All Things Considered for Friday, May 2, 2014

President Obama met with German Chancellor Angela Merkel at the White House Friday, in an effort to present a united front on the Ukrainian crisis. The pair held a joint press conference discussing the prospect of further sanctions on Russia.

Week In Politics: Ukraine And Donald Sterling

Regular political commentators, E.J. Dionne of The Washington Post and David Brooks of The New York Times, discuss the Ukraine crisis and Donald Sterling's comments on race.
Sotheby's will be auctioning what it claims to be the only known surviving draft of the final lyrics for Bob Dylan's "Like a Rolling Stone," as part of the auction house's rock and pop music sale.
Facebook has introduced a way for users to log into apps anonymously as a way to build trust and protect privacy. User info would be protected from app developers, but visible to Facebook.
The saga of Donald Sterling is looming large over the opening weeks of the NBA playoffs. Even as the league moves to strip Sterling's ownership, Clippers players still have games to win on the court.
Details of the botched execution of Oklahoma inmate Clayton Lockett reveal a procedure rife with problems. A timeline released by the state's Department of Corrections offers unsettling insight into the day of Lockett's death.

The Grim History Of The Modern Death Penalty

Richard Dieter, the executive director of the Death Penalty Information Center, offers a primer on the history of capital punishment.
While on a one-day visit to South Sudan's capital, Secretary of State John Kerry said the country's recent conflict could devolve into genocide. He and regional leaders voiced support for a U.N.-sanctioned force to keep civilians safe.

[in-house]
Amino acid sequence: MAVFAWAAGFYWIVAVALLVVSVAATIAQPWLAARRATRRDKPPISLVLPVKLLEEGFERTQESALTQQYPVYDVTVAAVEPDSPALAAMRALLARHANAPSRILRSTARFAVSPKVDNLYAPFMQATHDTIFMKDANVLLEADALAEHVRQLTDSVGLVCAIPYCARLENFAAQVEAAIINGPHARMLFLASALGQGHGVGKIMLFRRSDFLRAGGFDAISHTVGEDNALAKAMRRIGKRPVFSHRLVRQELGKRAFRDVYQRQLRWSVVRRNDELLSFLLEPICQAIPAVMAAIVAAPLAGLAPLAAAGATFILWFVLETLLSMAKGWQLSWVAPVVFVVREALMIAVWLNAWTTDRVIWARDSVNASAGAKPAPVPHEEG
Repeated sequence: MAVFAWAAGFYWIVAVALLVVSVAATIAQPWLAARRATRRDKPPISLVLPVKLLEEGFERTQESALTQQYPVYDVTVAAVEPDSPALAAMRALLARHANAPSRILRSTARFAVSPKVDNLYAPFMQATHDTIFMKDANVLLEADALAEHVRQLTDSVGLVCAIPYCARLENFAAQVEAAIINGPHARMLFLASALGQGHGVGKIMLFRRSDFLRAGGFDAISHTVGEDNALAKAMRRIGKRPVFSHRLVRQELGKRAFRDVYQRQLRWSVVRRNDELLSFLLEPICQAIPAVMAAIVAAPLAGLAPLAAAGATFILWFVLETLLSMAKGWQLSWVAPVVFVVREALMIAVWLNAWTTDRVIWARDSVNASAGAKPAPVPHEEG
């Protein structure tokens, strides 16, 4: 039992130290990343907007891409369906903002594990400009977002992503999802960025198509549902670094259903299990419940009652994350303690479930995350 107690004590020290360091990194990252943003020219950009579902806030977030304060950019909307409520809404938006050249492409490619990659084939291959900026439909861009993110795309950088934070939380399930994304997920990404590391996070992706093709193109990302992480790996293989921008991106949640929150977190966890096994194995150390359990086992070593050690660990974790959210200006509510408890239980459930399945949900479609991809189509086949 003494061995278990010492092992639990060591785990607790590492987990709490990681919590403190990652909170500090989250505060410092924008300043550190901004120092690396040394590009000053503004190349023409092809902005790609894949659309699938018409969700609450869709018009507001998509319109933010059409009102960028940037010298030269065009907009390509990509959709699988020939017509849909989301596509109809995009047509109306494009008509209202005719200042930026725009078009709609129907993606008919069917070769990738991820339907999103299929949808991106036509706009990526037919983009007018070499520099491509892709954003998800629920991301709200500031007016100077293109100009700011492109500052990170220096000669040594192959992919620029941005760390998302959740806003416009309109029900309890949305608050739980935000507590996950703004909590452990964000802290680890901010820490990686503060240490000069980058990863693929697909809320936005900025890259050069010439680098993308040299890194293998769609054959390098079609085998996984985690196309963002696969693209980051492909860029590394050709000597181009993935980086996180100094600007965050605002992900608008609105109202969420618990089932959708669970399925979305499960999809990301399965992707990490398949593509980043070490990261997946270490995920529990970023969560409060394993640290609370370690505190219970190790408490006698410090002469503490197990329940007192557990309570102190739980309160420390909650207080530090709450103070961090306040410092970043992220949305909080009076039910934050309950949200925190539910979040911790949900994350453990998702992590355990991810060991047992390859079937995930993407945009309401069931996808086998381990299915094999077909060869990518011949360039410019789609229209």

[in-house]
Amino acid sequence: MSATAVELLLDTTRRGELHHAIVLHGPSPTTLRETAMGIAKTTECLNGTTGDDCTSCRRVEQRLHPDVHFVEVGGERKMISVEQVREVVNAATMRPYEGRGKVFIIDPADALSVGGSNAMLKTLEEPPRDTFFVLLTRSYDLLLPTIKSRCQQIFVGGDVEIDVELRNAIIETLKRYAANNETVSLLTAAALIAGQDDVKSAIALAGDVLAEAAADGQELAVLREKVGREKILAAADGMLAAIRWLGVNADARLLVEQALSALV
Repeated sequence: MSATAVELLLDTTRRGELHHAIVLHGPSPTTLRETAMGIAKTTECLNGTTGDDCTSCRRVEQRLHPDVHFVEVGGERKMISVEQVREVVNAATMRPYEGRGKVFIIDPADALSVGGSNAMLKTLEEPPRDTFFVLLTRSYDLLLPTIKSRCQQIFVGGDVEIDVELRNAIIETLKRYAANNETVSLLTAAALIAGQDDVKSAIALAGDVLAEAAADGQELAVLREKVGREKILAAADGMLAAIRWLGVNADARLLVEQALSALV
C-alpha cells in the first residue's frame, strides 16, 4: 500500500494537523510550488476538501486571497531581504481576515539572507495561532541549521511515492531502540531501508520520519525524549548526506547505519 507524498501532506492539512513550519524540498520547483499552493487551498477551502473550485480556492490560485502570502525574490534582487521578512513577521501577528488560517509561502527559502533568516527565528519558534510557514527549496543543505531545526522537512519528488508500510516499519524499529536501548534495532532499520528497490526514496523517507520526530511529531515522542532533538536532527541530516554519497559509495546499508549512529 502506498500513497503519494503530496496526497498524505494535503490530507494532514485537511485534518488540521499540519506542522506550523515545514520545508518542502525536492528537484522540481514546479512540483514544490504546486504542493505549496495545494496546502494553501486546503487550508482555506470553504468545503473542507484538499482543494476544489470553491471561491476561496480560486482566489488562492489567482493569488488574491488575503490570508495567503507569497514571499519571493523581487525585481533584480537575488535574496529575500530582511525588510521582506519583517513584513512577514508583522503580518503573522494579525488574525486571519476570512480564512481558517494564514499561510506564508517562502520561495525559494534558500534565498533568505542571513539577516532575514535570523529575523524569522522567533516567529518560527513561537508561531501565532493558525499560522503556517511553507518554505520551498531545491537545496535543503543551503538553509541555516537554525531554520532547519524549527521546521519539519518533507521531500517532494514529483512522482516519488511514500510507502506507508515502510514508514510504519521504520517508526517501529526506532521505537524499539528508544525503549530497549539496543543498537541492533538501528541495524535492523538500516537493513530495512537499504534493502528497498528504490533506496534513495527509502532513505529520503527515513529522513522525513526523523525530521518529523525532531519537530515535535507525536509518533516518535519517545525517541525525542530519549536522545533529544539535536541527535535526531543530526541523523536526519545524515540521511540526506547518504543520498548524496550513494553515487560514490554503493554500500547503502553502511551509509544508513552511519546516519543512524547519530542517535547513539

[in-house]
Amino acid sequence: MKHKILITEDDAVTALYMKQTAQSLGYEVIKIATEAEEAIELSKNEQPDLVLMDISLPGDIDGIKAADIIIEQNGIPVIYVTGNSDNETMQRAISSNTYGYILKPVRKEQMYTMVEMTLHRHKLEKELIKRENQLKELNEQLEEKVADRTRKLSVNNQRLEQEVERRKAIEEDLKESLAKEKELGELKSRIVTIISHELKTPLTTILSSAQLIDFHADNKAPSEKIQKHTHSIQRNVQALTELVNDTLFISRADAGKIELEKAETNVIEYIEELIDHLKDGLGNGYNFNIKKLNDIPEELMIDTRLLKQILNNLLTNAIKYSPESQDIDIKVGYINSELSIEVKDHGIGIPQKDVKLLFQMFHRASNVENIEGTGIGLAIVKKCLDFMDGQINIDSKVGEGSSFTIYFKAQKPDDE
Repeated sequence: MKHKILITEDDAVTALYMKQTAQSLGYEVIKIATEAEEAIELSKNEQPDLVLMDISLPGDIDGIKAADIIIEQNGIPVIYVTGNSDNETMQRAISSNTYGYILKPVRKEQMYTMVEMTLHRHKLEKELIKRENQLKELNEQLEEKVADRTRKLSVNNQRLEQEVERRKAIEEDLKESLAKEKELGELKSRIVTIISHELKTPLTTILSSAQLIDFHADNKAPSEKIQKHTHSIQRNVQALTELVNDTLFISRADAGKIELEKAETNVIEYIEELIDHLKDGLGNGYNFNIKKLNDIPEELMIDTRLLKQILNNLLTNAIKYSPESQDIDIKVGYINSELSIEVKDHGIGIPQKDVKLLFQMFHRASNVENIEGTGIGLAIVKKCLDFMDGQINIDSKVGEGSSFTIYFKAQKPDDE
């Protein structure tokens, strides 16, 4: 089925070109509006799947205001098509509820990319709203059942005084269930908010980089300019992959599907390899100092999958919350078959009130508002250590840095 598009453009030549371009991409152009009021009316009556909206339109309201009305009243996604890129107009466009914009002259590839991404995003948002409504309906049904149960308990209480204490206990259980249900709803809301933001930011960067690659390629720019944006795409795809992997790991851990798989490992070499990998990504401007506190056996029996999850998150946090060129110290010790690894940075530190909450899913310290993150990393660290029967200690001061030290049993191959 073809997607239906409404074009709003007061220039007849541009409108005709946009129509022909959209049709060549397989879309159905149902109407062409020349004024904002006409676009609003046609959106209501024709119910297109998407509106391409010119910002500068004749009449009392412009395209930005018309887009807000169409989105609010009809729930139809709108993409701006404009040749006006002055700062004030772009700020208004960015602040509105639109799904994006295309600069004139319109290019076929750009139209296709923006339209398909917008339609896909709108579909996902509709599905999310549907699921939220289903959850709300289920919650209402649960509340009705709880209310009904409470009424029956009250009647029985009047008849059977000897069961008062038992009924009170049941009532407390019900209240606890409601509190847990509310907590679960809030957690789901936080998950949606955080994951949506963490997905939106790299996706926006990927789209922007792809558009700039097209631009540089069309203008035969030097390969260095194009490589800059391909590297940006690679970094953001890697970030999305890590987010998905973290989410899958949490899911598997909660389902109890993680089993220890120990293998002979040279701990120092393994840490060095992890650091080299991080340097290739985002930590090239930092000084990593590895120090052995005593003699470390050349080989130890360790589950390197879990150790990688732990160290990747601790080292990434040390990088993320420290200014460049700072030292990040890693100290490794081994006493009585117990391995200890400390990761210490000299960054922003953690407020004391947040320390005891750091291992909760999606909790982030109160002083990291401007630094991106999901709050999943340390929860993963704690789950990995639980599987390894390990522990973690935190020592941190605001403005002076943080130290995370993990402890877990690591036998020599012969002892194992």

Toasting the Kentucky Derby with a shot of prized Pappy Van Winkle bourbon will cost you. Last fall, 222 bottles were stolen straight from the distillery, and the police still don't know who did it.
Bob Mondello reviews Belle, based on a true story about a child of an admiral and a Caribbean slave, raised as an aristocrat in 18th century England.
The April jobs report shows a labor market on the mend. Employers added 288,000 jobs, and the unemployment rate fell to 6.3 percent, partly because of a decline in the size of the labor force.
The labor market has recovered strongly in Minnesota, where the unemployment rate is just 4.8 percent.
The Ukrainian government says it has begun an operation to retake the eastern Ukrainian town of Slovyansk from pro-Moscow militants. Militants there have already shot down two government helicopters.
Moscow has accused the U.S. and EU of destroying hopes for peace in eastern Ukraine by supporting the interim government's attempts to retake towns occupied by pro-Russia militants.
The Centers for Disease Control and Prevention says the first case of Middle Eastern Respiratory Virus, or MERS, has been confirmed in the U.S. A health care worker in Indiana who recently returned from Saudi Arabia has been hospitalized and is critical condition.
Big-screen connoisseurs argue that retrofitted multiplex theaters don't provide the same immersive experience as the original, six-story screens.
A deal is in the works to draw the long battle at Homs to a close. The deal would let the rebel fighters evacuate their stronghold in the Syrian city, at which point the Syrian government would enter.
You can trace 4,000 years of economic growth through the history of light. The ways we got from a candle, made from of animal fat, to the LED lights we have today tell a lot about our modern economy.
It's stink bug season. Robbie Harris of WVTF offers a new trap for these odorous pests: a low-tech solution thought up by Virginia Tech scientists, which can be made for just a couple of bucks.
The Scottish trio makes music unbound to any one genre, with songs reflecting very different backgrounds. The group discusses friendship, influence and what it takes to make the cool kids dance.
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